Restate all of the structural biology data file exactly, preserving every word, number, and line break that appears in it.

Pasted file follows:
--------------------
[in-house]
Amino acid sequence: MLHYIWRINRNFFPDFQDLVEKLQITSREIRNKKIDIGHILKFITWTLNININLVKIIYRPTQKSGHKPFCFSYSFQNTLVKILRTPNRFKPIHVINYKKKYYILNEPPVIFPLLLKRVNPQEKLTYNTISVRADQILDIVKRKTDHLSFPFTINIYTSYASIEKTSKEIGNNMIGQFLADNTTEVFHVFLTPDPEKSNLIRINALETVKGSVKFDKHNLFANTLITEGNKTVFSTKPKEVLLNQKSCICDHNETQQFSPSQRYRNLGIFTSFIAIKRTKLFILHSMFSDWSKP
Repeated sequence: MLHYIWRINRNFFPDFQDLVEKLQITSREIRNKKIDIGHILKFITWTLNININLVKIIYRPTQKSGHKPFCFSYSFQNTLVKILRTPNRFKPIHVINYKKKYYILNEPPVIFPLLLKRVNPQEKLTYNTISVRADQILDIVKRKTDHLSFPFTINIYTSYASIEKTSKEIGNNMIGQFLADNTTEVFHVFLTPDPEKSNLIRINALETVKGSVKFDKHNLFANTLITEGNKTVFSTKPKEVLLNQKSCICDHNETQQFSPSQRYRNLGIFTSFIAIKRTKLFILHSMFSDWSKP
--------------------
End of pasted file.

[in-house]
Amino acid sequence: MLHYIWRINRNFFPDFQDLVEKLQITSREIRNKKIDIGHILKFITWTLNININLVKIIYRPTQKSGHKPFCFSYSFQNTLVKILRTPNRFKPIHVINYKKKYYILNEPPVIFPLLLKRVNPQEKLTYNTISVRADQILDIVKRKTDHLSFPFTINIYTSYASIEKTSKEIGNNMIGQFLADNTTEVFHVFLTPDPEKSNLIRINALETVKGSVKFDKHNLFANTLITEGNKTVFSTKPKEVLLNQKSCICDHNETQQFSPSQRYRNLGIFTSFIAIKRTKLFILHSMFSDWSKP
Repeated sequence: MLHYIWRINRNFFPDFQDLVEKLQITSREIRNKKIDIGHILKFITWTLNININLVKIIYRPTQKSGHKPFCFSYSFQNTLVKILRTPNRFKPIHVINYKKKYYILNEPPVIFPLLLKRVNPQEKLTYNTISVRADQILDIVKRKTDHLSFPFTINIYTSYASIEKTSKEIGNNMIGQFLADNTTEVFHVFLTPDPEKSNLIRINALETVKGSVKFDKHNLFANTLITEGNKTVFSTKPKEVLLNQKSCICDHNETQQFSPSQRYRNLGIFTSFIAIKRTKLFILHSMFSDWSKP